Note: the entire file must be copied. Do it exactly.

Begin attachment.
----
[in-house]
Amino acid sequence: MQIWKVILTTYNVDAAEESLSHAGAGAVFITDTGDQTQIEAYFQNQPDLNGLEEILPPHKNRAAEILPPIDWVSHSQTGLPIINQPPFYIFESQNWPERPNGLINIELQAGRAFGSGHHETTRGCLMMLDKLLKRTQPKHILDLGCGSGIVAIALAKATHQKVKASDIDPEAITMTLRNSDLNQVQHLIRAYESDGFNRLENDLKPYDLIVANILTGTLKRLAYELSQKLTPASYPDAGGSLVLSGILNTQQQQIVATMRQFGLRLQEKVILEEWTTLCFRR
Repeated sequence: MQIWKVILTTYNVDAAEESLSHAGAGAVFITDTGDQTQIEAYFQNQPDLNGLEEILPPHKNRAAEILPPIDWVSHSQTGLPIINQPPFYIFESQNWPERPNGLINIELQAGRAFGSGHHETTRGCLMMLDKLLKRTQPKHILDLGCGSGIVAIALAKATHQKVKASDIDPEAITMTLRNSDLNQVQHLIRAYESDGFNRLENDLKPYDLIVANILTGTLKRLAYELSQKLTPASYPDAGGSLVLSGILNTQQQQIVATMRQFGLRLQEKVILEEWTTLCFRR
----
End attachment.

[in-house]
Amino acid sequence: MQIWKVILTTYNVDAAEESLSHAGAGAVFITDTGDQTQIEAYFQNQPDLNGLEEILPPHKNRAAEILPPIDWVSHSQTGLPIINQPPFYIFESQNWPERPNGLINIELQAGRAFGSGHHETTRGCLMMLDKLLKRTQPKHILDLGCGSGIVAIALAKATHQKVKASDIDPEAITMTLRNSDLNQVQHLIRAYESDGFNRLENDLKPYDLIVANILTGTLKRLAYELSQKLTPASYPDAGGSLVLSGILNTQQQQIVATMRQFGLRLQEKVILEEWTTLCFRR
Repeated sequence: MQIWKVILTTYNVDAAEESLSHAGAGAVFITDTGDQTQIEAYFQNQPDLNGLEEILPPHKNRAAEILPPIDWVSHSQTGLPIINQPPFYIFESQNWPERPNGLINIELQAGRAFGSGHHETTRGCLMMLDKLLKRTQPKHILDLGCGSGIVAIALAKATHQKVKASDIDPEAITMTLRNSDLNQVQHLIRAYESDGFNRLENDLKPYDLIVANILTGTLKRLAYELSQKLTPASYPDAGGSLVLSGILNTQQQQIVATMRQFGLRLQEKVILEEWTTLCFRR